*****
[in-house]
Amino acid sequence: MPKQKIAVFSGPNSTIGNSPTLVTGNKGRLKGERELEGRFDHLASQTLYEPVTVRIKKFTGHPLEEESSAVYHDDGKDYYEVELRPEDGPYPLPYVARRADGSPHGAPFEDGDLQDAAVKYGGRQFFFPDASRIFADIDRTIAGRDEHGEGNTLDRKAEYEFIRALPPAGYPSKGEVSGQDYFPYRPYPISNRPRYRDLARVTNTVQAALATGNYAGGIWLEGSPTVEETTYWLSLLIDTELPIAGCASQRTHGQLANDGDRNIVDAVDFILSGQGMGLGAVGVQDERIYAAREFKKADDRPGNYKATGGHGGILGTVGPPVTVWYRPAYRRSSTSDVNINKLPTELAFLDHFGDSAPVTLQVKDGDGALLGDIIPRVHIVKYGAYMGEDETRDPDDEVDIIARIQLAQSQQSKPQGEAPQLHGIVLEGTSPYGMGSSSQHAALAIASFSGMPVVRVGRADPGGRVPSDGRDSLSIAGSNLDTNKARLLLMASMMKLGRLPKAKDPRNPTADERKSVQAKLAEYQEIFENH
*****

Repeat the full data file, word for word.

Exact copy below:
[in-house]
Amino acid sequence: MPKQKIAVFSGPNSTIGNSPTLVTGNKGRLKGERELEGRFDHLASQTLYEPVTVRIKKFTGHPLEEESSAVYHDDGKDYYEVELRPEDGPYPLPYVARRADGSPHGAPFEDGDLQDAAVKYGGRQFFFPDASRIFADIDRTIAGRDEHGEGNTLDRKAEYEFIRALPPAGYPSKGEVSGQDYFPYRPYPISNRPRYRDLARVTNTVQAALATGNYAGGIWLEGSPTVEETTYWLSLLIDTELPIAGCASQRTHGQLANDGDRNIVDAVDFILSGQGMGLGAVGVQDERIYAAREFKKADDRPGNYKATGGHGGILGTVGPPVTVWYRPAYRRSSTSDVNINKLPTELAFLDHFGDSAPVTLQVKDGDGALLGDIIPRVHIVKYGAYMGEDETRDPDDEVDIIARIQLAQSQQSKPQGEAPQLHGIVLEGTSPYGMGSSSQHAALAIASFSGMPVVRVGRADPGGRVPSDGRDSLSIAGSNLDTNKARLLLMASMMKLGRLPKAKDPRNPTADERKSVQAKLAEYQEIFENH